Kurundi Rajamaha Viharaya


The Kurundi Rajamaha Viharaya, situated in the ruins of Kurundumale in the Mulathivu district, holds immense historical significance. This site has been a subject of contention among politicians, with debates surrounding its identity as either a Buddhist site or a Hindu Kovil. The ruins of Kurundumale were first extensively documented in an archaeological report dating back to 1905. Although an inscription recorded at the site has since disappeared, it was officially declared a protected archaeological site in August 2013 through a gazette notification.

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The Kurundi Rajamaha Viharaya is a site of historical importance located in the ruins of Kurundumale in Sri Lanka's Mulathivu district. Over the years, this site has been debated and controversial due to conflicting claims regarding its religious affiliation. The ruins of Kurundumale have a rich history that dates back centuries, and their preservation and exploration are crucial to understanding the cultural heritage of Sri Lanka.

The Controversy Surrounding Kurundi Rajamaha Viharaya

The controversy surrounding Kurundi Rajamaha Viharaya arises from differing opinions on whether it is primarily a Buddhist site or a Hindu Kovil. Some assert its Buddhist heritage, linking it to the arrival of Mahinda Thero, while others argue for its Hindu significance. Despite these debates, the site has been officially recognized and declared a protected archaeological site, emphasizing its historical value.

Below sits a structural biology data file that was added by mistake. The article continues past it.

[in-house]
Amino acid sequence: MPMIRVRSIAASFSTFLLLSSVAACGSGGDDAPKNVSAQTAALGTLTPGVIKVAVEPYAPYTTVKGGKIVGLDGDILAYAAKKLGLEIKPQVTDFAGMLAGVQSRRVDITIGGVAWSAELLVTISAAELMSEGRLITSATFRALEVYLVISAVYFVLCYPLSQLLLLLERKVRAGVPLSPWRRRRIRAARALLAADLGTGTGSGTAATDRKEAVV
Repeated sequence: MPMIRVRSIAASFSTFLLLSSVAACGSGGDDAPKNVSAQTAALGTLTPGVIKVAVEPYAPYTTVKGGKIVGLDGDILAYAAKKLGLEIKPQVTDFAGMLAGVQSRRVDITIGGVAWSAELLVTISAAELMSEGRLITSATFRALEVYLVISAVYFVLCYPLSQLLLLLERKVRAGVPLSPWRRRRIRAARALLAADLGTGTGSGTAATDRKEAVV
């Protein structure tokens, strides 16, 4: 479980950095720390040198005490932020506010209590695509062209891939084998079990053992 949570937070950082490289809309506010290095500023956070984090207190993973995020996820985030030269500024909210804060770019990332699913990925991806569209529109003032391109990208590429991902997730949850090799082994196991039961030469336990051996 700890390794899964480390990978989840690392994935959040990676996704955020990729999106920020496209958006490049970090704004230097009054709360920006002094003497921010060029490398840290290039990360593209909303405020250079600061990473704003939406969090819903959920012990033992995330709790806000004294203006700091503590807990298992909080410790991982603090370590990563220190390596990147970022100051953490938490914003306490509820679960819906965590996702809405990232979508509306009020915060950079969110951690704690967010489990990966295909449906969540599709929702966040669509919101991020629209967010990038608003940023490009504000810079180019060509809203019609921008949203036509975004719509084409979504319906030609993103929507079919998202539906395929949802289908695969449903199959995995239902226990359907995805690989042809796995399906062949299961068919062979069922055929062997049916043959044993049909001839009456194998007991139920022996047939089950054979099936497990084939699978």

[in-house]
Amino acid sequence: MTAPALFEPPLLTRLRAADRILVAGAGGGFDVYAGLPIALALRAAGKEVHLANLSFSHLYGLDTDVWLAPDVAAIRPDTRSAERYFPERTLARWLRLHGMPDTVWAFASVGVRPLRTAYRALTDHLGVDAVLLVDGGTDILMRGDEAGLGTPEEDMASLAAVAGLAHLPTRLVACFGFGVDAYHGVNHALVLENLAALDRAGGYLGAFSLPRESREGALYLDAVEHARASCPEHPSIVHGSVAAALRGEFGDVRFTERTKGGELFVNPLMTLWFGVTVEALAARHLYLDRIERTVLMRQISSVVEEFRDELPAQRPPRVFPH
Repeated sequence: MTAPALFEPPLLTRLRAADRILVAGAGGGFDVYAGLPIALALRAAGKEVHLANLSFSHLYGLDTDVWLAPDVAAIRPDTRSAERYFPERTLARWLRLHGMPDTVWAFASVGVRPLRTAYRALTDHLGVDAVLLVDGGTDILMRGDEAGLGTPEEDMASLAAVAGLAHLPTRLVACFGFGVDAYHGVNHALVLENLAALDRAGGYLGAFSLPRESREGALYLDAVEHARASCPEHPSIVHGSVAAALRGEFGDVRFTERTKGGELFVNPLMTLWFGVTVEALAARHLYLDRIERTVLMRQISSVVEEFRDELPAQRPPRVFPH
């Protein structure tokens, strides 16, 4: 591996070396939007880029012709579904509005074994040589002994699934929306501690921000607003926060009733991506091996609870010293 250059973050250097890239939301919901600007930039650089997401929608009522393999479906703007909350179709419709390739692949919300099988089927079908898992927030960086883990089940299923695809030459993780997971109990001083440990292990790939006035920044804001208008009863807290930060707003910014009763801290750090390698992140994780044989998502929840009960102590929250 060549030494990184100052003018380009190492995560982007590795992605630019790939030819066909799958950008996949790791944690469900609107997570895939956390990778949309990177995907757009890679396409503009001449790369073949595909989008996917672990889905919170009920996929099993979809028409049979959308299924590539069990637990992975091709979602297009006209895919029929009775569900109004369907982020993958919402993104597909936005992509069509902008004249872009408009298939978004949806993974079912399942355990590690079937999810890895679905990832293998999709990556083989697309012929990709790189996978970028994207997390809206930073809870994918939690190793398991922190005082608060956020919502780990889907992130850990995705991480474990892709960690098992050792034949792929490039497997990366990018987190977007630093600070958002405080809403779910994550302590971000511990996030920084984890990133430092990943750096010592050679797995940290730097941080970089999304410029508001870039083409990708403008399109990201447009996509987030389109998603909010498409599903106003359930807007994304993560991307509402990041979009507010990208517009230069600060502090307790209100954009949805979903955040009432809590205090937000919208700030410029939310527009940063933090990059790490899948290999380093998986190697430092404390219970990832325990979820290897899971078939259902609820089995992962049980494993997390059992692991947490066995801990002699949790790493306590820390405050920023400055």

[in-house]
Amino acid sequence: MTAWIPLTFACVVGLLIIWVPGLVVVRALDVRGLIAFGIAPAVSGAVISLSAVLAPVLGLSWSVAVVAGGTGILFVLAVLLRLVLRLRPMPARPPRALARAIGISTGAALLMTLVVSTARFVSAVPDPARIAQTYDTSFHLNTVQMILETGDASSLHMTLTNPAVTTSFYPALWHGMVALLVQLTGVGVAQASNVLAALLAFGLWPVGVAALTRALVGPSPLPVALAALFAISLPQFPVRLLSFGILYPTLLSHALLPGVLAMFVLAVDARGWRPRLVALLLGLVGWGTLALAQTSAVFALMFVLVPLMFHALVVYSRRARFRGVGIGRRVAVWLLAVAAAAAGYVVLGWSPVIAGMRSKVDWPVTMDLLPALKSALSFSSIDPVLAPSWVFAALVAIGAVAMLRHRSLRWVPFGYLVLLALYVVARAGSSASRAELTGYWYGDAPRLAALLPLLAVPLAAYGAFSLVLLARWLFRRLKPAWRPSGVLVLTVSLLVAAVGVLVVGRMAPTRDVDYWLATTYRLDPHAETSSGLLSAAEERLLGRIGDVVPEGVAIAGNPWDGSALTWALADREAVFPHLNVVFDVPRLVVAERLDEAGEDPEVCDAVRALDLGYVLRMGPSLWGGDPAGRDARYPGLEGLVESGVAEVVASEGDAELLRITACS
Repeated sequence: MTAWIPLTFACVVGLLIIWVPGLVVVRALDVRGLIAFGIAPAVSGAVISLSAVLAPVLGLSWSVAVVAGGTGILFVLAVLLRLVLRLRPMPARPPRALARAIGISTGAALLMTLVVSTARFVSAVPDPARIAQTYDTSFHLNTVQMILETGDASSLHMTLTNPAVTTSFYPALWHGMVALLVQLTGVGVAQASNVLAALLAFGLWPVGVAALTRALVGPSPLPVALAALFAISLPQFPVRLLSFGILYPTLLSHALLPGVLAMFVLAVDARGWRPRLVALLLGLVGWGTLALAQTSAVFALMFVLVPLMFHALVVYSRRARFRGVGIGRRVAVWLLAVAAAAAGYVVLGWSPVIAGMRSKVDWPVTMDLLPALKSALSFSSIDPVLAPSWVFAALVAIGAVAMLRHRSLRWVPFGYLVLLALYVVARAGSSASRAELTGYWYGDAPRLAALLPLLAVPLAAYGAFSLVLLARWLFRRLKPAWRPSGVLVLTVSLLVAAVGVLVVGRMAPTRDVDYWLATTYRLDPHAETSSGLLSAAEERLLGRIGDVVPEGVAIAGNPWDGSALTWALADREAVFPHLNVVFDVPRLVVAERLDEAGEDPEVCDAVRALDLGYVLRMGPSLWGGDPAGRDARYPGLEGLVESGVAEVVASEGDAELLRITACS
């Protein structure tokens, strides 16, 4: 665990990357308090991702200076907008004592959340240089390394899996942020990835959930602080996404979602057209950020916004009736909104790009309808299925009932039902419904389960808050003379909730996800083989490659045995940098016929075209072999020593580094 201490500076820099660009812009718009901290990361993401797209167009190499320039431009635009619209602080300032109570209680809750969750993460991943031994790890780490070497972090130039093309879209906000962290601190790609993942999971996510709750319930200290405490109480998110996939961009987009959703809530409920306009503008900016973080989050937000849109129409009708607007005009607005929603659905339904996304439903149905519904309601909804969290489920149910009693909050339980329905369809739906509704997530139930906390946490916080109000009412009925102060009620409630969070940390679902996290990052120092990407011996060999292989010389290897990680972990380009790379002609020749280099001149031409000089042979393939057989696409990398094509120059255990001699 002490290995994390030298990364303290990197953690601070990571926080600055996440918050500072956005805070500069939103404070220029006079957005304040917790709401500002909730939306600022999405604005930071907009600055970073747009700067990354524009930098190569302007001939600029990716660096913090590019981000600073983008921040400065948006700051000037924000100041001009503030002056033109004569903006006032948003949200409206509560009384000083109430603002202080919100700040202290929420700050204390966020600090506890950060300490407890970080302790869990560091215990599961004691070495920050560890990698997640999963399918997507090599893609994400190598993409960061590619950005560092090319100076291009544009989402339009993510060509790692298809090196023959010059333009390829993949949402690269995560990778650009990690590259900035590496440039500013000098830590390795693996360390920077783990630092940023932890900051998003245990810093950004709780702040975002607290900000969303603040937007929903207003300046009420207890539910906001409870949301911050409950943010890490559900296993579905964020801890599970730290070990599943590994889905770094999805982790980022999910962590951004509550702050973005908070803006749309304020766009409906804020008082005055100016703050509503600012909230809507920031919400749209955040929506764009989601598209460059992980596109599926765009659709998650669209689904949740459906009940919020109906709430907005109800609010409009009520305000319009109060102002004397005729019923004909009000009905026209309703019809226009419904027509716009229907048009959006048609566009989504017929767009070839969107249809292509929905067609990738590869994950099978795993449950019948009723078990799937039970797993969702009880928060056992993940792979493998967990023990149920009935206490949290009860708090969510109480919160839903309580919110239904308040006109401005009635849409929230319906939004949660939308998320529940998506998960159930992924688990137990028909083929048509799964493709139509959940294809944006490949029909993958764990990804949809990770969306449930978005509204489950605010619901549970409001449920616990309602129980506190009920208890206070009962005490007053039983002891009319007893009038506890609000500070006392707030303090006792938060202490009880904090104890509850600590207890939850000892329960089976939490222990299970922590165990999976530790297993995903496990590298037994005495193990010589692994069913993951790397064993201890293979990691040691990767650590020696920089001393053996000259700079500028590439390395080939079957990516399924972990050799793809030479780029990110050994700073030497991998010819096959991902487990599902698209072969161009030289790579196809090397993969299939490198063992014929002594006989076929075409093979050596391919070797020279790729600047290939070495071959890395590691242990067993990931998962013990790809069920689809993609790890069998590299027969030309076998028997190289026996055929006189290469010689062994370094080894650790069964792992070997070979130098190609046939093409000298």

Historical Documentation of the Ruins

The ruins of Kurundumale have been extensively documented throughout history. One notable account is the archaeological report compiled in 1905, which provided valuable insights into the site's significance. Unfortunately, an inscription once recorded at the site has vanished over time. However, recognising its importance led to its designation as a protected archaeological site through an official gazette notification in August 2013.

The Arrival of Mahinda Thero and the Helatuwa Collection

To fully grasp the importance of the Kurundi Rajamaha Viharaya, we must delve into the arrival of Mahinda Thero in 250 BC. During this period, the teachings of the Buddha were primarily conveyed in the language of Pali. The Atuwa, which consisted of texts written in Pali, provided detailed explanations of the deeper aspects of the Tripitaka. When Buddhism was introduced to Sri Lanka, local priests began documenting these profound analyses in the local language of Hela Basa. This collection of texts was collectively known as Helatuwa and encompassed three Attakatha: Maha Attakathawa, Pachchari Attakathawa, and Kurundi Attakathawa.